Having trouble viewing this email? View it as a Web page.
As State Treasurer, and a Commissioner of Maine State Housing Authority (MSHA), I was relieved last week when the limited review by the Office of Program Evaluation and Government Accountability (OPEGA) found “no indications of fraud” in its narrow assessment of the 2007-11 MSHA expenditures for sponsorships, donations, memberships, conferences, and travel/meal expenses. As stated on Page 1, the rapid response review “was not intended to be a comprehensive review of all MaineHousing expenditures, but rather a focused review of the specific expense areas identified as concerning by the GOC (the Legislature’s Government Oversight Committee).”
Unfortunately, the OPEGA report also confirmed a pattern of wastefully spending taxpayer dollars at MSHA.
A recent newspaper editorial and statements by a some state legislators accused the new (MSHA) board of conducting a “witch hunt” to remove the former executive director. Nothing could be farther from the truth. It’s never been about politics or personalities, or anything of the sort. It’s always been about helping the most number of vulnerable Maine families by stretching every precious taxpayer dollar.
Within its narrow five-year 2007-11 data sample, the OPEGA review confirmed that $458,411 was spent on sponsorships and donations to 73 organizations, some of which “did not appear to have a direct or clear connection to MaineHousing’s mission.” $50,000 was spent on business travel by the former executive director covering 40 out-of-state and 2 international trips, with some that “might be questioned as to their necessity.” $115,069 was spent on conference registration, travel, and meals for 62 employees attending 89 mostly out-of-state events, with “some conferences seemed only indirectly related to the (MSHA) mission.” $309,409 was spent on all-day team building events, diversity training, holiday-retirement-birthday celebrations, and other professional development activities, with OPEGA questioning if some expenses were “necessary uses of MaineHousing funds.”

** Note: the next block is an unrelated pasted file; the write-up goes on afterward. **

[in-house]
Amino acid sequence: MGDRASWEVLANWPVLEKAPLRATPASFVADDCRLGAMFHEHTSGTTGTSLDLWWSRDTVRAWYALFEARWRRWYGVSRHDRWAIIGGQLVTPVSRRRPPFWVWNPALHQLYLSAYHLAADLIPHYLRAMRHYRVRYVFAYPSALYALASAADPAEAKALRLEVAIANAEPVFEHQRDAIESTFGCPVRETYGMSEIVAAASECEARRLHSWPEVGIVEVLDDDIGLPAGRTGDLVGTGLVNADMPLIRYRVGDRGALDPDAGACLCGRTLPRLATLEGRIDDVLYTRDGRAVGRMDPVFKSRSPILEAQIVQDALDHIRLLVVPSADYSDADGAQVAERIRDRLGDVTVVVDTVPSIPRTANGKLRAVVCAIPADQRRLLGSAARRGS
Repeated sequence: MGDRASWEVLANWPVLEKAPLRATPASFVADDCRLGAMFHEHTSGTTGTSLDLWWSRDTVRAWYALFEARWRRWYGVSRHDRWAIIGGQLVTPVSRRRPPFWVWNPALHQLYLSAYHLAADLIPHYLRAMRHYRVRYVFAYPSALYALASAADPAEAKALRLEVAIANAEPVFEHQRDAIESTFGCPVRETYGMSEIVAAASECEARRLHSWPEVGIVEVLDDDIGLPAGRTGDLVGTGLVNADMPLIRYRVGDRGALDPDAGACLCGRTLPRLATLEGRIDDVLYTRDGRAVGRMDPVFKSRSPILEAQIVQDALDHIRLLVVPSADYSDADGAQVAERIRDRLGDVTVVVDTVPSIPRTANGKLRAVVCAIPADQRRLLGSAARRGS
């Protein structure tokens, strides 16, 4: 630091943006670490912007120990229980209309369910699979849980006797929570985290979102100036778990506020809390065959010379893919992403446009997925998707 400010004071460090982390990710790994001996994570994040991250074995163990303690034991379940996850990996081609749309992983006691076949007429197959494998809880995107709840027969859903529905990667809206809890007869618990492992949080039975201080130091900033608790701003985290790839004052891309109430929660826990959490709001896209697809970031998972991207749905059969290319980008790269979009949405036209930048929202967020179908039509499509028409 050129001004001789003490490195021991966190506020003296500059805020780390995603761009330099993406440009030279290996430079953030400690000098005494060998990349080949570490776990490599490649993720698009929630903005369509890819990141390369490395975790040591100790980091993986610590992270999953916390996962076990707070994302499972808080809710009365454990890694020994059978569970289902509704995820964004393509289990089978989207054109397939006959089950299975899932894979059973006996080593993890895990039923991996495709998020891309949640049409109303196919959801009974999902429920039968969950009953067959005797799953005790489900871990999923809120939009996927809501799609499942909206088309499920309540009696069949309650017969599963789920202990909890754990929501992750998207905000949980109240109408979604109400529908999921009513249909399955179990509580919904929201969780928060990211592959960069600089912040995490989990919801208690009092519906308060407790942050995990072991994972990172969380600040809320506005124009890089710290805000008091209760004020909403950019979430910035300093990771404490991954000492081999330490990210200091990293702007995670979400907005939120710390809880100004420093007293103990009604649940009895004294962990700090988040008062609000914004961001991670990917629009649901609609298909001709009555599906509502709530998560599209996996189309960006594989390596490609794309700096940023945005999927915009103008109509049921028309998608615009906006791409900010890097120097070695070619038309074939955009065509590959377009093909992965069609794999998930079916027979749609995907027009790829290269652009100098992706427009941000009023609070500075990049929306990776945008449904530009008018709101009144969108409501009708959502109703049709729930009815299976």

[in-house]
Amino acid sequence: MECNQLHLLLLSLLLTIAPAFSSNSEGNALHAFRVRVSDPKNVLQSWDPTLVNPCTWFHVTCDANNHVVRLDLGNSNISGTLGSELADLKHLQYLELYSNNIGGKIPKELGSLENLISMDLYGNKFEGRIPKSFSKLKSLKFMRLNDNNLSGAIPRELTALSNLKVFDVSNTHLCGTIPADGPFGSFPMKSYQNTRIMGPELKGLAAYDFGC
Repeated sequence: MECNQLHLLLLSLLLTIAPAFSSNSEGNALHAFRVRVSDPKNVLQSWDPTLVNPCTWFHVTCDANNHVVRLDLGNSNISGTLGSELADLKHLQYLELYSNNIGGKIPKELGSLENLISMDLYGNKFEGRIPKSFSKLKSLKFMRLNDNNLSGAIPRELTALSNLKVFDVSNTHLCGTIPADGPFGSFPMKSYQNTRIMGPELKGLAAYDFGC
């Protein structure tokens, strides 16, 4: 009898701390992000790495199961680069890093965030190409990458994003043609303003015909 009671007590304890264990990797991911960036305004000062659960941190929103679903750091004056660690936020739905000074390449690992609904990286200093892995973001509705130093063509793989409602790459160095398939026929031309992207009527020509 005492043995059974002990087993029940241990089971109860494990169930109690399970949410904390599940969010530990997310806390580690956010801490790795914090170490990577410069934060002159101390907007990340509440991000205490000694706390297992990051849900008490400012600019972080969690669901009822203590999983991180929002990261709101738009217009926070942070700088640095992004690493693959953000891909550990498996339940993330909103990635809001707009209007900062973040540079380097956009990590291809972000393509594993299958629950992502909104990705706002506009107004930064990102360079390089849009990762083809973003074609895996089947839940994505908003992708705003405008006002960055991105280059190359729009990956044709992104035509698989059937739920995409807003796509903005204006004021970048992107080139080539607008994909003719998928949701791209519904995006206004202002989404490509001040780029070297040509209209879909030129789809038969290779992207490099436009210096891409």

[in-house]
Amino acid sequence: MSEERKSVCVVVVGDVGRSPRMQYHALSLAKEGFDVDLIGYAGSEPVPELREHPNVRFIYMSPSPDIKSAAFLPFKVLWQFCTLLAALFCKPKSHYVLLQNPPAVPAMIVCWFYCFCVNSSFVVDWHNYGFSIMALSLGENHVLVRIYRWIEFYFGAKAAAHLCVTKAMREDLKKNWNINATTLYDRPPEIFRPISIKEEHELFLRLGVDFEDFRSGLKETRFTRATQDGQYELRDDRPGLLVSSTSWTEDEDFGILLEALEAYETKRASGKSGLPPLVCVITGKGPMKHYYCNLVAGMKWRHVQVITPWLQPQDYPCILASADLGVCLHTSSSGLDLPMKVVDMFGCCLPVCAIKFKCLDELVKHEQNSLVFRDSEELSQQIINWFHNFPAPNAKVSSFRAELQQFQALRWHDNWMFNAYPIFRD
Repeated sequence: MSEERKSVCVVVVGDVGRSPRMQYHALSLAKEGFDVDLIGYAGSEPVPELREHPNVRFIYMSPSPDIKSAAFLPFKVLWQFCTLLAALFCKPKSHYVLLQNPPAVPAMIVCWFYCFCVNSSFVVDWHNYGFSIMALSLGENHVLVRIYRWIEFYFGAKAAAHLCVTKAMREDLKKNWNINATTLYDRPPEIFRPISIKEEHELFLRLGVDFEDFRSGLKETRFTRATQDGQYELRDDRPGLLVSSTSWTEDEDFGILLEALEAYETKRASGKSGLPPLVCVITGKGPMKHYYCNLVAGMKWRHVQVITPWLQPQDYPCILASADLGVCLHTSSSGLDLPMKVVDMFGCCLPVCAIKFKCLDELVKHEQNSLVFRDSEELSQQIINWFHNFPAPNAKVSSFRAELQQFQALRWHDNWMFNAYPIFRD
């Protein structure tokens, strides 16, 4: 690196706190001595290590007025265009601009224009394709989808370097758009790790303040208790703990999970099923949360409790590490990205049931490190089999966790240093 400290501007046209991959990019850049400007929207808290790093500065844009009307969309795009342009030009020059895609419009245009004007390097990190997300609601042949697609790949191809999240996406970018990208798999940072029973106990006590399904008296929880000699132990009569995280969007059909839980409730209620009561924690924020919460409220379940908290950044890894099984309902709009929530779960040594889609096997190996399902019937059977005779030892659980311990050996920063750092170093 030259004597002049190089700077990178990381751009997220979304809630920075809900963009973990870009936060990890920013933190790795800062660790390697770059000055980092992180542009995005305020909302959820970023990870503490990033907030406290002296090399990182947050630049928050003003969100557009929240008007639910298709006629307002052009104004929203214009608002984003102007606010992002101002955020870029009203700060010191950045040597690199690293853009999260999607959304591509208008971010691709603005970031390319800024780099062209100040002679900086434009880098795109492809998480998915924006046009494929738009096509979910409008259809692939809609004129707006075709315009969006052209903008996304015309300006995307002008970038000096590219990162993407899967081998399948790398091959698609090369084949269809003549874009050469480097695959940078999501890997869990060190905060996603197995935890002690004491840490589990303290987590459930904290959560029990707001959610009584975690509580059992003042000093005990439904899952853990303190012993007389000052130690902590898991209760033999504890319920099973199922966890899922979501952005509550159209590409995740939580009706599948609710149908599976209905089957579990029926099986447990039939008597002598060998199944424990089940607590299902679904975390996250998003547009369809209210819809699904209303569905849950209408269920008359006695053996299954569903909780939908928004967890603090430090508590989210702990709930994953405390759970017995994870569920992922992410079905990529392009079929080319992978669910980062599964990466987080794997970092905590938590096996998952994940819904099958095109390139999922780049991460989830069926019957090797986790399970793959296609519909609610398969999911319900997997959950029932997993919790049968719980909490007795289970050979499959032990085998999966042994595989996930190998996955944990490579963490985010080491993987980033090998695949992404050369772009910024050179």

I reject the argument that such spending should be measured against the MSHA $14 million annual operating budget. Any amount of wastefully spending someone else’s money is just what it is -- wasteful spending. This is Maine; every dollar counts. Plus, the money doesn’t belong to government. It belongs to the Maine taxpayers, and they work darn hard for it.
Beyond the demonstrated pattern of wasteful spending at MSHA, there’s an important question not asked in the OPEGA report: Has MSHA lost its focus to use shrinking taxpayer dollars to help as many of Maine’s most vulnerable families as possible with their critical housing needs?
One year ago at a board meeting, I asked two straightforward questions: What is the cost of each 1,100-square-foot “affordable” apartment paid in great part by taxpayer dollars flowing through MSHA? Are there any needy Maine families waiting for those apartments?
The answers stunned me. The units cost up to $292,000 each. (Some new budgeted apartments were to cost $314,000 each.) There are roughly 6,500 vulnerable Maine families on waiting lists to receive low-income apartments. Another 800 fellow Mainers sleep in homeless shelters on any given night.